Process hurt by blanket denunciation of earmarks — and by obstructionism

As the people’s elected representatives in Congress, one of our most basic responsibilities is to provide the funding needed to keep the federal government up and running. Each year, the House and Senate Appropriations committees go about the business of providing the resources to address critical priorities such as: America’s military, caring for our veterans, vital infrastructure needs, protecting the homeland, healthcare, education and environmental protection, to name just a few.

I strongly believe that the best way to meet these needs is through an appropriations process that adheres to regular order, allowing for a thorough and deliberate examination of each of the 12 annual appropriations bills. For too long, however, Congress has been unable to live up to this responsibility, instead relying upon the crutch of stopgap continuing resolutions and omnibus spending bills. This is no way to fund the federal government.

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The consequences of this breakdown of regular order have been significant. Despite some recent improvement in the public’s opinion of the Congress, the American people continue to harbor great doubts about the ability of this institution to function properly and to produce legislation that will have a positive impact on their lives. There is no doubt in my mind that much of this skepticism is directly attributable to Congress’s inability to perform its most basic responsibilities in a timely and efficient manner.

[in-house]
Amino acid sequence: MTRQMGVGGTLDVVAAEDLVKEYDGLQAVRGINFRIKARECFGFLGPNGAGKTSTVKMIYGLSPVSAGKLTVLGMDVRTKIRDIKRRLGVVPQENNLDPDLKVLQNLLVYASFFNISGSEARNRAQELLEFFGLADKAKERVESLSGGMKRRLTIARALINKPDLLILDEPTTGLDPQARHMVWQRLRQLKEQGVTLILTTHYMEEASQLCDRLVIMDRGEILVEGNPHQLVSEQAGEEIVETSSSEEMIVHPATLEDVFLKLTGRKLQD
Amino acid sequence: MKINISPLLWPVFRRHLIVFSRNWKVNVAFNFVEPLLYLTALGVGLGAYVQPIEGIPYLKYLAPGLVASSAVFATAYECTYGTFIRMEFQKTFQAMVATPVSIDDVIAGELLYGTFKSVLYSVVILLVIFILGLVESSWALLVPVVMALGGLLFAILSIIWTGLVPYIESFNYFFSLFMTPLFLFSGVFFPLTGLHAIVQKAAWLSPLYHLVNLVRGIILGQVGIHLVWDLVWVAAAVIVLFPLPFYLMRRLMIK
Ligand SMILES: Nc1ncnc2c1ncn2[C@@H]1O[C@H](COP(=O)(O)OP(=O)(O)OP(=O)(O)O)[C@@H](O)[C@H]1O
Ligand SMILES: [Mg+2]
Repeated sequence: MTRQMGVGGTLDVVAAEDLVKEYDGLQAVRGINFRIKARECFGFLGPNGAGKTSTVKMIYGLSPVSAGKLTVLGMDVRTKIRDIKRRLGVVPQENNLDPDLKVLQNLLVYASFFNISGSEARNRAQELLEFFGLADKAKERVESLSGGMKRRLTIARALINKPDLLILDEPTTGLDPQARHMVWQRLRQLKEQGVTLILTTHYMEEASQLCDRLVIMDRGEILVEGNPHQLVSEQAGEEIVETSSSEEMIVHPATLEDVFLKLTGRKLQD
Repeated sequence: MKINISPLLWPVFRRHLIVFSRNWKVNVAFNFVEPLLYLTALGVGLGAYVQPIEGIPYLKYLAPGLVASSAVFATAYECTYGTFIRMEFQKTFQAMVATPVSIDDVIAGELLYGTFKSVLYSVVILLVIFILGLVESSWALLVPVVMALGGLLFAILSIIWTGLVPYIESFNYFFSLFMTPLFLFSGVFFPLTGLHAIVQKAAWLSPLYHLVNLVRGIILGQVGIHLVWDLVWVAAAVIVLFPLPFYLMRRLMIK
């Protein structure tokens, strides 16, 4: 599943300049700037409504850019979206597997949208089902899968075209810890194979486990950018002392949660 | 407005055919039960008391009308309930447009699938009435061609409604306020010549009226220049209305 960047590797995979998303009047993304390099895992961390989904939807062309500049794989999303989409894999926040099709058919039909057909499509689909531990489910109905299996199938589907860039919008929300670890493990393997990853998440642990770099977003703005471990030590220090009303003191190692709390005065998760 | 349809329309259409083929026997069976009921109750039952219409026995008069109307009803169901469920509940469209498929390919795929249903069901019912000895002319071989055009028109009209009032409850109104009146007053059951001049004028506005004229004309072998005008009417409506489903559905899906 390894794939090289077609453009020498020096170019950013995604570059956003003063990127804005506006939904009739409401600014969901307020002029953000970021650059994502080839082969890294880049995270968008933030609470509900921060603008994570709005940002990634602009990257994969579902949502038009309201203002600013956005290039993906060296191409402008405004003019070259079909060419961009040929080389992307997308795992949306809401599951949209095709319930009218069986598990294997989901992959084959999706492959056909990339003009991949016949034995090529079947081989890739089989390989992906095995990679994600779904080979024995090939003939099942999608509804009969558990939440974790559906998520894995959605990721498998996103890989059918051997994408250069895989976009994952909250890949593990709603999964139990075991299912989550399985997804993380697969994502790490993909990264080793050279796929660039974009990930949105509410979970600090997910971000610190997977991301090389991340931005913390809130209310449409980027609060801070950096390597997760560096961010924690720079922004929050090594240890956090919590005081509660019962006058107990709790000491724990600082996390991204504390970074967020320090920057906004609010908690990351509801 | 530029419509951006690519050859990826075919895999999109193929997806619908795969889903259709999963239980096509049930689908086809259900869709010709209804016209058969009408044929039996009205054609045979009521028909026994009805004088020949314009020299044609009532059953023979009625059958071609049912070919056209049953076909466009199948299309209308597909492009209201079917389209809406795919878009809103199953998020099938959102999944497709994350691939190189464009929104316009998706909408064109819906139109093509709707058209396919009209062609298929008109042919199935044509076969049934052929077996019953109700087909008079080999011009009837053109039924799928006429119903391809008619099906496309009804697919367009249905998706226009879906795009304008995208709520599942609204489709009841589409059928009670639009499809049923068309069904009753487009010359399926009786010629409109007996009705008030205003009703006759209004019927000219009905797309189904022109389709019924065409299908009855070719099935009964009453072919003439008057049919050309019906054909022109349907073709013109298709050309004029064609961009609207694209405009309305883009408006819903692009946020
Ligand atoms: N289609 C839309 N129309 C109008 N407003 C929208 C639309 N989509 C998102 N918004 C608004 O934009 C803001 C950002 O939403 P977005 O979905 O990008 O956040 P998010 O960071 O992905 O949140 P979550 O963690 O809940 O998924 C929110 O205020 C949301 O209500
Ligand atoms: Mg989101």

As chairman of the Senate Appropriations Committee, I am committed to working with Vice Chairman Thad Cochran (R-Miss.), members of all 12 subcommittees, and our counterparts in the House to restore regular order to the appropriations process. I have made it clear to my colleagues that it is my intention to have all 12 regular appropriations bills go through committee markup, be considered on the Senate floor, go to a full conference with the House, return to the Senate for a final vote and be sent to the president for his signature. This bipartisan process, in which Democrats and Republicans work together to produce a final product, is the tradition of the Appropriations Committee, and I intend for it to be the future of this committee, as well.

This will be no easy task. The last time all of the individual appropriations bills were completed on time was fiscal 1994. With a packed summer and fall legislative agenda, there will be little time to spare. But I remain confident that we can get it done.

For appropriators, 2009 has, out of necessity, already been a very productive year. To date, the Congress has completed work on three major appropriations bills that were in many respects holdovers from last year:  the American Recovery and Reinvestment Act of 2009, the fiscal 2009 Omnibus, and the fiscal 2009 supplemental appropriations bill. Now we will work to build on these successes by tackling the critical work ahead. Vice Chairman Cochran and I have requested that Majority Leader Harry Reid (D-Nev.) and Minority Leader Mitch McConnell (R-Ky.) set aside ample floor time for consideration of the fiscal 2010 appropriations bills, and I believe Sens. Reid and McConnell fully understand the importance of doing so.